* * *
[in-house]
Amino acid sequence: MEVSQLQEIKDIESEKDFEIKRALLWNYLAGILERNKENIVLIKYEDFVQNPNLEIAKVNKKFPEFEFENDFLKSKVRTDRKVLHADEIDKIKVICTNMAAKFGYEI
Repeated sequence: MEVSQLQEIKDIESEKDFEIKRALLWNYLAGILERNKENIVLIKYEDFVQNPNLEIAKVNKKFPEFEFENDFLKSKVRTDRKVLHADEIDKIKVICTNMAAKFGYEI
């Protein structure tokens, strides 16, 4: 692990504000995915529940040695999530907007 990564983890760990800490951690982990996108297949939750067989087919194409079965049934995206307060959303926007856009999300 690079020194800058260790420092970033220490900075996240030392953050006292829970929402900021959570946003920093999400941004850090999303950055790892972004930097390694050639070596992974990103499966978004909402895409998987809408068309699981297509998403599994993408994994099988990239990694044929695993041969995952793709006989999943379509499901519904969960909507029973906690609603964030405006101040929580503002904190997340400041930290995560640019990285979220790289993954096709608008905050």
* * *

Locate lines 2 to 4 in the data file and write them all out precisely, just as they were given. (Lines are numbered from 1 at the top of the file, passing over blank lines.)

Amino acid sequence: MEVSQLQEIKDIESEKDFEIKRALLWNYLAGILERNKENIVLIKYEDFVQNPNLEIAKVNKKFPEFEFENDFLKSKVRTDRKVLHADEIDKIKVICTNMAAKFGYEI
Repeated sequence: MEVSQLQEIKDIESEKDFEIKRALLWNYLAGILERNKENIVLIKYEDFVQNPNLEIAKVNKKFPEFEFENDFLKSKVRTDRKVLHADEIDKIKVICTNMAAKFGYEI
């Protein structure tokens, strides 16, 4: 692990504000995915529940040695999530907007 990564983890760990800490951690982990996108297949939750067989087919194409079965049934995206307060959303926007856009999300 690079020194800058260790420092970033220490900075996240030392953050006292829970929402900021959570946003920093999400941004850090999303950055790892972004930097390694050639070596992974990103499966978004909402895409998987809408068309699981297509998403599994993408994994099988990239990694044929695993041969995952793709006989999943379509499901519904969960909507029973906690609603964030405006101040929580503002904190997340400041930290995560640019990285979220790289993954096709608008905050």